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lawn-boy woes

Discussion in 'Mechanic and Repair' started by calhoontuna, Oct 18, 2005.

  1. calhoontuna

    calhoontuna LawnSite Member
    Posts: 7

    Still working on my M-Series Lawn-boy. Two stroke. Can't get it started. I pull and the thing doesn't turn over.

    Somewhere I read that you can trouble shoot by throwing a little gasoline directly into the carburator throat or into the spark plug hole. They say that if it starts then you know that the problem is related to gas delivery. However, no one talks about what happens if the mower still refuses to turn over -- which is what I'm running into. (found a brief, brief reference somewhere that it might be related to a crankshaft seal under the muffler, but I removed the muffler and there is no such thing).

    If you throw a shot of gas directly into the cylinder and the thing doesn't run briefly, what is that telling me? What can I check out.

    Thank you for your time,
  2. Jason Rose

    Jason Rose LawnSite Fanatic
    Posts: 5,858

    Are you getting any SPARK??? That's the first thing to check. DON'T FORGET, the M-series has 2 electronic saftey switches. 1. where the metal frame of the grass catcher, or the metal 'hook' on the mulching plug sits infront on the peg on the right rear side, top of the deck. 2. is a kill switch IN the oil resivour. If you have oil in it at least 1/4 full or more and the grass bag is in position and you still get no spark try unplugging the sensor in the oil tank. Small plug inline the wires under the tanks on the backside of the engine. Unplugging it will disable the sensor and allow the mower to run even with no oil, so be careful with that...

    The oil sensor went out on mine a few years ago. Mower would run like a top one day and would not start at all (no spark) the next. Fianlly messed with it and discovered this to be the problem. It now runs fine without the sensor in the tank. It's easy enough for me to see the oil level and add some on occasion. I think the oil injection for 2 strokes was the smartest invention ever but for some reason it never cought on. I love my M-series and still use it today when I need it.
  3. grass_cuttin_fool

    grass_cuttin_fool LawnSite Gold Member
    Posts: 3,503

    If It wont start at all, Then I would check the spark, there is a tool that checks to see if you have voltage on the spark plug wire.
  4. TLS

    TLS LawnSite Fanatic
    Posts: 7,937

    Engine won't turn over = Engine seized. Likely from regular gas use. Stick a wooden dowl in the spark plug hole and hit with a hammer to attempt to free it up.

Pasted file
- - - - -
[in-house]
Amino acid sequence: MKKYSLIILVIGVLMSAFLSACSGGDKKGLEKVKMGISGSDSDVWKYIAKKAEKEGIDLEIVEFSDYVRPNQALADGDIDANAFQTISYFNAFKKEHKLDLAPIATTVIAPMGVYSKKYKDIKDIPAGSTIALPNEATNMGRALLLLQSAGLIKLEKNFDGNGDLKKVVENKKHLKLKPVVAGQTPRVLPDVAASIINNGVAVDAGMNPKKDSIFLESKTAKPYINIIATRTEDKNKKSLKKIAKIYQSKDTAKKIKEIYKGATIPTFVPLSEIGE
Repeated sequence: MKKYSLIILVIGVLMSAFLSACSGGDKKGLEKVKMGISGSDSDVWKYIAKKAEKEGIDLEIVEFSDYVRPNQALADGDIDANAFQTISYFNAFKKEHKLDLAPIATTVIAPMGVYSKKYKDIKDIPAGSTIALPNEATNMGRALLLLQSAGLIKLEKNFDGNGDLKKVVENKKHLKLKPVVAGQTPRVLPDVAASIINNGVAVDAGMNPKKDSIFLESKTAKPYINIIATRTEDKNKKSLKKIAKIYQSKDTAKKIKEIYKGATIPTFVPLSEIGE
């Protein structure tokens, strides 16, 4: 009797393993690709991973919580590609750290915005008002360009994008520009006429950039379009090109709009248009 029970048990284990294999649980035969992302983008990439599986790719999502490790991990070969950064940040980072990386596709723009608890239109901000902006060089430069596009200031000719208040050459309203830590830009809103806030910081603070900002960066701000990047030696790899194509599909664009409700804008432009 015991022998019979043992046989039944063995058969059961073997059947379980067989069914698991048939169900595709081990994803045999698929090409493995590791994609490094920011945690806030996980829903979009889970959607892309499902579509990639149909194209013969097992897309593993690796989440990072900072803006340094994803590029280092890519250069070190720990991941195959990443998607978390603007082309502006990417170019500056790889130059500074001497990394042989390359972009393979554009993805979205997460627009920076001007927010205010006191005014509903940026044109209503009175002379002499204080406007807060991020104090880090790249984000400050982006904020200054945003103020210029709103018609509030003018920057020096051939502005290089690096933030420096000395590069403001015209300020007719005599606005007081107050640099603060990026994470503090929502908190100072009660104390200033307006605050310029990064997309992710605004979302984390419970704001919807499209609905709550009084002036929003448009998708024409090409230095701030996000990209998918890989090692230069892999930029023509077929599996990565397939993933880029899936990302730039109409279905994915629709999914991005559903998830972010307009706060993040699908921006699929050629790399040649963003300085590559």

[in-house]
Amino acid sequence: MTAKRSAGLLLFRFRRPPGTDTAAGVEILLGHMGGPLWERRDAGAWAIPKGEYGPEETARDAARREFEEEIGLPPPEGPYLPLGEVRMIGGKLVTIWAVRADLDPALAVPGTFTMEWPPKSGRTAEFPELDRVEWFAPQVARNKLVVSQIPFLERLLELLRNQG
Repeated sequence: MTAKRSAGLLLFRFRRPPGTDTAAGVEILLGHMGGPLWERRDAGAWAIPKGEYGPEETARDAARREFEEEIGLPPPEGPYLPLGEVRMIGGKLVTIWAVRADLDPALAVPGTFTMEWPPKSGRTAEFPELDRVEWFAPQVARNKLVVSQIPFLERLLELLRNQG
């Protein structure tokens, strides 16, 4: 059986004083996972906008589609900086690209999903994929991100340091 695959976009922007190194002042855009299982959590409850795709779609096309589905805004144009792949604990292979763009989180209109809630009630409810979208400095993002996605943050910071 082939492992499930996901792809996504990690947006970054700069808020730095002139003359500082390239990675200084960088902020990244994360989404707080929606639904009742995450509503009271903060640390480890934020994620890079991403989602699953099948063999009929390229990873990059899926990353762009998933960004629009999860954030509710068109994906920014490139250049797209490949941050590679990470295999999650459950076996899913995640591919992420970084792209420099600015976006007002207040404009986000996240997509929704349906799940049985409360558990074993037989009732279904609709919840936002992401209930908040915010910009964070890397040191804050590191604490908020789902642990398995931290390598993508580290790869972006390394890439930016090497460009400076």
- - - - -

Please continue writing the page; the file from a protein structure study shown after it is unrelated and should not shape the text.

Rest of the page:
5. lawnmaniac883

    lawnmaniac883 LawnSite Silver Member
    Posts: 2,613

    Do you mean it wont turn over or wont start? Big difference!
  6. TLS

    TLS LawnSite Fanatic
    Posts: 7,937

    Sounds like it's siezed to me. Not turning is siezed.
  7. calhoontuna

    calhoontuna LawnSite Member
    Posts: 7

    Sorry. Should have mentioned that I am in fact getting a spark. When I ground the plug against the head and pull the cord slowly I can clearly see a blue spark.

    In fact, that's what started this whole thing. The plug wire went bad so I had to replace the magneto. Used a match book to gap it (which I was told was the appropriate gap). I also tried a number of different gaps as well just to be sure. None worked.

    Also, the flywheel key is fine. Replaced it just to be sure.

    I took off the carburetor through the hole I can see the piston moving when I pull the cord. That would rule out it being seized, wouldn't it?

    As for not turning over versus not starting, I don't get anything. Pull the cord and the thing is dead, no cough, no sputter, nothing. With that said, the thing will backfire on a few random pulls.

  8. TLS

    TLS LawnSite Fanatic
    Posts: 7,937

    NOT SIEZED then.
  9. lawnboy dan

    lawnboy dan LawnSite Gold Member
    Posts: 3,712

    did you replace the ignition module with a new one or a used one . these are famous for going bad . if you have spark you should get the motor to at least sputter when putting gas into the spark plug hole. instead of gas use starting fluid. this is less likely to flood the engine and is more flamable than gas so if there is spark -motor will fire. use a new spark plug also . proper troubleshooting requires that you remove as many varaiables that you can. the gap for the module is .10 -i use a buisness card and it always works fine. is there compression? put your thunb over the spark plug hole -you should feel suction as you pull the starter cord
  10. calhoontuna

    calhoontuna LawnSite Member
    Posts: 7

    Yea, it was a brand new module.

    I was wondering about the compression myself. If I put my thumb over the hole I do feel some pressure, but not enough to blow my thumb off the hole.

    I will try some starter fluid tonight.


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